Illustration of a brain
Illustration of a human brain

The University of Birmingham-led UK Quantum Technology Hub Sensors and Timing will today be taking part in the virtual UK National Quantum Technologies Showcase.

The Showcase, first launched in 2015 alongside the launch of the UK National Quantum Technologies Programme, has become the key industry event for those interested in translating quantum science into real-world applications.

Hosted by Innovate UK and the Knowledge Transfer Network, the UK National Quantum Technologies Showcase aims to highlight the expertise, capabilities and advances of quantum technologies in the UK and its real-world impact to a global audience.

Previous events in this series have seen more than 700 industry, policy makers, engineers and scientists gather to discuss how quantum can be developed and implemented into our critical services, such as telecommunications, civil engineering and healthcare to ensure accurate, resilient systems.

The UK Quantum Technology Hub Sensors and Timing, which is led by the University of Birmingham, and partnered with the Universities of Strathclyde, Glasgow, Nottingham, Sussex, Southampton, Imperial College London, NPL and the British Geological Survey, will be hosting a number of exhibits and live demonstrations to explore the various technologies being developed by engineers and physicists at the Hub.

Among the exhibits will be the quantum sensing healthcare applications. University of Nottingham academics are exploiting quantum science to develop brain sensing technology, which will enable non-invasive imaging of brain activity. This will mean greater advances and knowledge around conditions such as dementia.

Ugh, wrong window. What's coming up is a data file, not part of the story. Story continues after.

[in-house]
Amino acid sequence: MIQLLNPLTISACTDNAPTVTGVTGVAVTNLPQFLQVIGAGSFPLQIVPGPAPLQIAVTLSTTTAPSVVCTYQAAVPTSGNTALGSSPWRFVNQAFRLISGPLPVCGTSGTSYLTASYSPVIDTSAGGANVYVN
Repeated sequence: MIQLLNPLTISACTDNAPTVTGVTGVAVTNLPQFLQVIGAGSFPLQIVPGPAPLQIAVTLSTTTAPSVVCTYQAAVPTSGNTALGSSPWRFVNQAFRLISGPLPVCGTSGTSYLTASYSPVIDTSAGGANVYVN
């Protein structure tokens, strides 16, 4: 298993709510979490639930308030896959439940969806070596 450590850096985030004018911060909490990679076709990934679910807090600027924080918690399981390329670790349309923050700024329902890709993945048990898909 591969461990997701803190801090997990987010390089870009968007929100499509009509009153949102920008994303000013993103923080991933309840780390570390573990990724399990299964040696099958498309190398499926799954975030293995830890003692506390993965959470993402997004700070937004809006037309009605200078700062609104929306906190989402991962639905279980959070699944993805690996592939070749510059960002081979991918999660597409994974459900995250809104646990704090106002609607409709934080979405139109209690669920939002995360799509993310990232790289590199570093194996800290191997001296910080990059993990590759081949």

The Hub’s other virtual exhibits will include:

Geophysics: Researchers at the Hub are creating the next generation of gravity sensors capable of detecting deep-underground hazards such as sinkholes, mineshafts and landslides faster and more precisely, meaning that potential catastrophes can be spotted earlier and averted. Civil engineering, defence and navigation are just a few sectors which will be impacted by commercialised quantum gravity sensors.

Timing and navigation: Often described as the ‘invisible utility’, GPS underpins many of our services which make up the UK’s critical national infrastructure, and accounts for 7% of UK GDP. But what happens if GPS fails, as it often does due to weak and vulnerable signals? Researchers at the Hub are exploiting quantum sensors to develop robust, resilient and independent timing and inertial navigation, which will, among many different applications, underpin navigation systems in ships, cars and trains.

Underpinning technologies: In order to function to real-world applications, quantum sensors need to be compact, light and affordable. Researchers at Glasgow, Southampton and Strathclyde Universities are developing miniaturised components to be used in sensors ensuring seamless transition to everyday lives.

The UK National Quantum Technologies Programme (UKNQTP) is a UK Government investment in excess of approximately £1b over 10 years, aimed at accelerating the translation of quantum technologies into the marketplace, boosting UK business and making a real difference to our everyday lives.

For more information on how to get involved, please visit the registration page.